DIMOND: Hey, Candidates — Fix the Tax Code and Help the Country

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Diane Dimond
Diane Dimond

It should not have taken a leak of Donald Trump’s 20-year-old tax returns to highlight what’s wrong with America’s tax system. U.S. citizens have felt the acute unfairness for decades. Who hasn’t looked at their tax refund and wished there were a way to escape the burden?

The way the tax code is written now, people like Trump — and all other Americans who suffer through a year of business losses — are allowed an escape. They get to deduct the amount of their business loss from future tax liability. Trump did not break any laws when he claimed a reported $916 million in business loss two decades ago. He took advantage of what any other businessperson who went through a rough patch was afforded. Granted, his write-off was much bigger than most. But let’s get past Trump’s taxes. Let’s talk about the system itself.

The tax code we all labor under was first put together in 1939. There were some major revisions added in 1954 and 1986. And naturally, it has been tinkered with over the years. At last count, the Internal Revenue Code is about 4 million words long. It is so full of archaic and inane regulations that I dare say there isn’t one person in Washington, D.C., who can be considered an expert.

It’s time for a complete overhaul of the U.S. tax system.

Like many Americans, I cannot decide who to vote for in November’s presidential election. To put it in the nicest terms I can muster, both Hillary Clinton and Donald Trump lack the attributes I want in a commander in chief. But if either come up with a concrete proposal to make our tax system more simple and equitable, I’m there.

Here’s a few starter suggestions. First, let’s go after everyone who owes back taxes and, if possible, get them to pony up. What a concept! It was reported last year that government workers and retirees owed a collective $3.5 billion in unpaid taxes in 2015. Gee. It’s not like Uncle Sam doesn’t know where the employees work!

Next, a newly released study of Fortune-500 companies concludes that trillions of dollars in corporate earnings are currently being held in offshore accounts and sheltered from U.S. taxes. According to three consumer and taxation groups, if all those companies paid up on their protected profits, the U.S. Treasury Department would get a stupendous $717.8 billion windfall. That’s a lot. But our deficit is currently running at almost $20 trillion.

Only Trump seriously discusses the need to get American companies to stop this tax dodge. But he fails completely to explain how he would change things.

And finally, since my space here is limited, I will offer up my favorite idea: a flat tax — an across-the-board tax on individuals and profitable businesses. No one gets away with paying nothing. Add in a break for families under the poverty line, but have everyone else pay, say, 10 or 15 percent of their earned income for the year. To my mind, the only palatable exception would be the mortgage interest deduction, since that is already calculated in to the price of a home. Imagine more Americans chipping in, no one able to skirt their tax responsibility. This way, the system couldn’t help but be more equitable.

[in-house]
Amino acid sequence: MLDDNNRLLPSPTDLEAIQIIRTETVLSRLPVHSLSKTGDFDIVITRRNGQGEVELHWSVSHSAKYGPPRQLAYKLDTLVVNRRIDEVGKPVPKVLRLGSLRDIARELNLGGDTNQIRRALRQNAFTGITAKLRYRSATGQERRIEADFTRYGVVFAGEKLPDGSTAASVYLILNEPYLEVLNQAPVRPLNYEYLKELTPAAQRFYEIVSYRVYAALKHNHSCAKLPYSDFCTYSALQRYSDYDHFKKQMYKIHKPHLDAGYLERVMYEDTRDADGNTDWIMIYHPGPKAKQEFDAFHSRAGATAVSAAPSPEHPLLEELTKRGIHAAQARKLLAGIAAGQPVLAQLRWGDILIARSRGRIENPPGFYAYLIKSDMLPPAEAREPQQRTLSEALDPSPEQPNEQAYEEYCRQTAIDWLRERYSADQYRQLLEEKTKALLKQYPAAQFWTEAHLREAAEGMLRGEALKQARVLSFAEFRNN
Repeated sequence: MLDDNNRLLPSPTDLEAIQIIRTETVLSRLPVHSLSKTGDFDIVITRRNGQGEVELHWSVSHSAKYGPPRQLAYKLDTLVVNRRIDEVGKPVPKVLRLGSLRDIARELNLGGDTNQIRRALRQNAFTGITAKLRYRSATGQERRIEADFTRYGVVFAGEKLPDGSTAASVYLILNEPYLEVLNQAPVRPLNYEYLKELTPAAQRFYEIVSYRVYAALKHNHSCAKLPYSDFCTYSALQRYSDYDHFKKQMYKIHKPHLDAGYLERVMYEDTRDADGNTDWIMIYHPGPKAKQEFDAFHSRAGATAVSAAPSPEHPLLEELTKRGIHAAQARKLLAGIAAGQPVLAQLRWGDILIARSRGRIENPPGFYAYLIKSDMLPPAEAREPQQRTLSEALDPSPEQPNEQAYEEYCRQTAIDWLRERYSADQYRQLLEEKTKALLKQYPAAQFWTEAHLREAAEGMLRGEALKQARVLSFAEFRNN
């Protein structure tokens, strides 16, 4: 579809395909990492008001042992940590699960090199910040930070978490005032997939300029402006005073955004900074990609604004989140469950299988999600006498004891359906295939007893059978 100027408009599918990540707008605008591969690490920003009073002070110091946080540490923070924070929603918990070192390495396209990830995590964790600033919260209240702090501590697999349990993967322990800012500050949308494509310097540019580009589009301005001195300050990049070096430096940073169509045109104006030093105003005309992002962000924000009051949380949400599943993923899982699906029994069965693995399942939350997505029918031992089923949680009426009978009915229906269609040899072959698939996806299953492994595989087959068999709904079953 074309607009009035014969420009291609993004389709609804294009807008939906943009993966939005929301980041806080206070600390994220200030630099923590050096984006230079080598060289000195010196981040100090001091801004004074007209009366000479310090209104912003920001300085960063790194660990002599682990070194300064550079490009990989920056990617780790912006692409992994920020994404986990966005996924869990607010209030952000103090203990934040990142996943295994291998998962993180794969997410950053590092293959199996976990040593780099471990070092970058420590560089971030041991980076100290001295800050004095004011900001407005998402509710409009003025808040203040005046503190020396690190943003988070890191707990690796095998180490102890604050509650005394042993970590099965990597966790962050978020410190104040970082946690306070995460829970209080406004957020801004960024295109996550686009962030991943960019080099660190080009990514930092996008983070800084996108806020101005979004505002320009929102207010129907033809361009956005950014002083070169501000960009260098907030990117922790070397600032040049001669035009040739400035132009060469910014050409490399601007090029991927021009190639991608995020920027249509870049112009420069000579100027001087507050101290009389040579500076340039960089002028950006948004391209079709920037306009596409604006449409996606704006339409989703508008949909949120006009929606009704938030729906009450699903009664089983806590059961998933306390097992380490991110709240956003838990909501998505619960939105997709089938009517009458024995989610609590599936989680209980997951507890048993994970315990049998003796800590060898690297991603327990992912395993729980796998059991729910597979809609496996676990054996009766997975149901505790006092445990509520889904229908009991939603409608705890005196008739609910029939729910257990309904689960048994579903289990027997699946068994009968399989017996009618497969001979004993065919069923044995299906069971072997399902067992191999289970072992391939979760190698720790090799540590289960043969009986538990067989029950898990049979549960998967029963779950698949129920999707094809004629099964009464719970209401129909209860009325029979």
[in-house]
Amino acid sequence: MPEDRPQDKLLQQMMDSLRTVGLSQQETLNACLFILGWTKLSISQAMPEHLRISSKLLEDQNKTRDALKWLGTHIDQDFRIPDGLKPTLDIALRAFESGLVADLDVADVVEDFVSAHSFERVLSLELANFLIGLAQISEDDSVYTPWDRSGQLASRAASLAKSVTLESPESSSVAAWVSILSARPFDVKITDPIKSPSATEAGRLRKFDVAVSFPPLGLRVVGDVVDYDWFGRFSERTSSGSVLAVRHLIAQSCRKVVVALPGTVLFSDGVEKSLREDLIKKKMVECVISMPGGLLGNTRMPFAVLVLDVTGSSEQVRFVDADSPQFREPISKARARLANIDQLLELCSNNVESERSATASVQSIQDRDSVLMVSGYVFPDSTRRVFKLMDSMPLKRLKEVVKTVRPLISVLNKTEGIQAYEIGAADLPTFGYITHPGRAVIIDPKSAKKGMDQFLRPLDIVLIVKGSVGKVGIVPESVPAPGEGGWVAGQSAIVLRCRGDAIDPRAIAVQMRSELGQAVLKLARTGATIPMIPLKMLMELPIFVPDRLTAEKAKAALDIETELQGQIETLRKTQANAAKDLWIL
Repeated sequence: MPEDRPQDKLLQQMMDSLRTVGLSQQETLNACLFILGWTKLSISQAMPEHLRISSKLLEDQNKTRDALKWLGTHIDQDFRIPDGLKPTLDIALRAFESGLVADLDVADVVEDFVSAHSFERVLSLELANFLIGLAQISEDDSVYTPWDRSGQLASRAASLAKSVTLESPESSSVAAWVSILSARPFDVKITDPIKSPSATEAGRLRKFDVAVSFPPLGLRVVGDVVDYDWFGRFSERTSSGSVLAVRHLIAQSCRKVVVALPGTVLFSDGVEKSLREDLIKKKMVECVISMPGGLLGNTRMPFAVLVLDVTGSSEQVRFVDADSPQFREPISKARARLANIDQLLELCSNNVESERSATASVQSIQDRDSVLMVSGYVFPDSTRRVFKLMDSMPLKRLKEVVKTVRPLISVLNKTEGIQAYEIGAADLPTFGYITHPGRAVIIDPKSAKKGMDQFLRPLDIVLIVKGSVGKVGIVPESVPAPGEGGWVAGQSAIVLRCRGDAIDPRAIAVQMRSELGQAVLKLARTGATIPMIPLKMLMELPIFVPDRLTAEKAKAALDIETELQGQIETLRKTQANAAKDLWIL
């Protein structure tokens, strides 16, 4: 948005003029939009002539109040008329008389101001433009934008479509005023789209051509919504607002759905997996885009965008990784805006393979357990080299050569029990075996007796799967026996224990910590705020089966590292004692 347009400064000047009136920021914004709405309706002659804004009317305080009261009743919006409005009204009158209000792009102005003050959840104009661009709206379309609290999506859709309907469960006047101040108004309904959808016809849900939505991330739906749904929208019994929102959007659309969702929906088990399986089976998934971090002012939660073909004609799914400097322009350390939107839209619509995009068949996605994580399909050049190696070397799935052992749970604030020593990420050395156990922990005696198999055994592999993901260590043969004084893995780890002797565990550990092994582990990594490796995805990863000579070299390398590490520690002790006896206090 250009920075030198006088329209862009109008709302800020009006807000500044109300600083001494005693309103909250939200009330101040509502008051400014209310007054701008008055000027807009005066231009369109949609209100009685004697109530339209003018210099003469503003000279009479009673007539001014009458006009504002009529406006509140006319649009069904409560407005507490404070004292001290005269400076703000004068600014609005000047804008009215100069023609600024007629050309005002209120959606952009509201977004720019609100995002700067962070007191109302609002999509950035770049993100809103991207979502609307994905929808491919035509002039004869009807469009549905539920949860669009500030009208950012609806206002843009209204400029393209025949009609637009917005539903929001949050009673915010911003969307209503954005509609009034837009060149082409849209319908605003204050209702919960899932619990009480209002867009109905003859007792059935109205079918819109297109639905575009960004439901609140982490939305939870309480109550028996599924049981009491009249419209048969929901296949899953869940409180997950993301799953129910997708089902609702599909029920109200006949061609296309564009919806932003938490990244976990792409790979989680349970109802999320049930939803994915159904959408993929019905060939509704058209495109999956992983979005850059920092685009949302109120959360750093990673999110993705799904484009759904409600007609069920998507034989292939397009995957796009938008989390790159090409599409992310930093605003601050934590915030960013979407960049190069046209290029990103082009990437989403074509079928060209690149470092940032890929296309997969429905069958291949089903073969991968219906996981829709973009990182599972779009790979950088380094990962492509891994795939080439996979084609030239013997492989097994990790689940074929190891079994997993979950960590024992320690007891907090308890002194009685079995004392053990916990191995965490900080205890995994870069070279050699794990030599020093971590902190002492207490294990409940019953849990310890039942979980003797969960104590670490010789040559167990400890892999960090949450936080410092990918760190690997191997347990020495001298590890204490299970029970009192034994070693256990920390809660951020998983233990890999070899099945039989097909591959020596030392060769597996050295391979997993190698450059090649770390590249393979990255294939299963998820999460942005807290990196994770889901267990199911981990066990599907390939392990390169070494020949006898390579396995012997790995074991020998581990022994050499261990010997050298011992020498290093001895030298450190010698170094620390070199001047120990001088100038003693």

This would require a complete overhaul of our massively complicated tax system. I wonder whether there is a politician who has the guts to propose and push through such a program. It could be one of the most important economic stimuli this country has ever seen. But we have two candidates who have forgotten what it’s like to live paycheck to paycheck.

Trump says he is worth hundreds of millions — or is it billions of dollars, or gazillions? No one knows for sure. And we still might not be able to figure it out even if he were to release his full income tax returns. Clinton once famously moaned that she and her husband left the White House in 2001 “not only dead broke, but in debt.” The Clintons are now worth an estimated $110 million. I’ll bet dollars to donuts that both the Clintons’ and the Trumps’ tax preparers take advantage of as many IRS loopholes as legally possible. So, no matter how much the candidates talk about wanting to help average Americans, they have no personal incentive to erase the U.S. tax code and start over again.

That’s a darn shame. The country would be better for it.

Rockland resident Diane Dimond is a syndicated columnist, author, regular guest on TV news programs, and correspondent for Newsweek/Daily Beast. Visit her at www.DianeDimond.net or reach her via email Diane@DianeDimond.net

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